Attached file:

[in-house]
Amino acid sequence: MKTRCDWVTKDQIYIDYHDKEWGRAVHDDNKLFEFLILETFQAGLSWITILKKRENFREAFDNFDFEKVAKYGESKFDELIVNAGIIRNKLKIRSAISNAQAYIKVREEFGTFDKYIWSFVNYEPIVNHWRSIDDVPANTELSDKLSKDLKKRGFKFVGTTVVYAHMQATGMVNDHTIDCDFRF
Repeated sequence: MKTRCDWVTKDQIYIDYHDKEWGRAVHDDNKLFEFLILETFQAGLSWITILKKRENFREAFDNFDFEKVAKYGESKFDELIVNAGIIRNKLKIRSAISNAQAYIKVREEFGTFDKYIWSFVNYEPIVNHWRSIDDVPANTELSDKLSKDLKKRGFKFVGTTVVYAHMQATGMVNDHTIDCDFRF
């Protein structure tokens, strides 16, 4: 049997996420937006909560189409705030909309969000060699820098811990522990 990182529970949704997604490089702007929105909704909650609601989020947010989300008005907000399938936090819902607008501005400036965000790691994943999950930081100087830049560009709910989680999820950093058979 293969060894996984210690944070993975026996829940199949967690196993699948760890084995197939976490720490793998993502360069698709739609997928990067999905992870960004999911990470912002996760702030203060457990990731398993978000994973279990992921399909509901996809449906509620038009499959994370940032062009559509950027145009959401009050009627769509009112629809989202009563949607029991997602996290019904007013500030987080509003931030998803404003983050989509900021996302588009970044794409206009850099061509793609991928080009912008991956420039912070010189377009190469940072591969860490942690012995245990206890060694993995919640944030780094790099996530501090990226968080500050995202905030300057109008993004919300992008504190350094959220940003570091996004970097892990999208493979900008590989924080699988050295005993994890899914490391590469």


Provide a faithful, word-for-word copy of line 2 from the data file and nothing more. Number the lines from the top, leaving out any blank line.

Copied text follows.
Amino acid sequence: MKTRCDWVTKDQIYIDYHDKEWGRAVHDDNKLFEFLILETFQAGLSWITILKKRENFREAFDNFDFEKVAKYGESKFDELIVNAGIIRNKLKIRSAISNAQAYIKVREEFGTFDKYIWSFVNYEPIVNHWRSIDDVPANTELSDKLSKDLKKRGFKFVGTTVVYAHMQATGMVNDHTIDCDFRF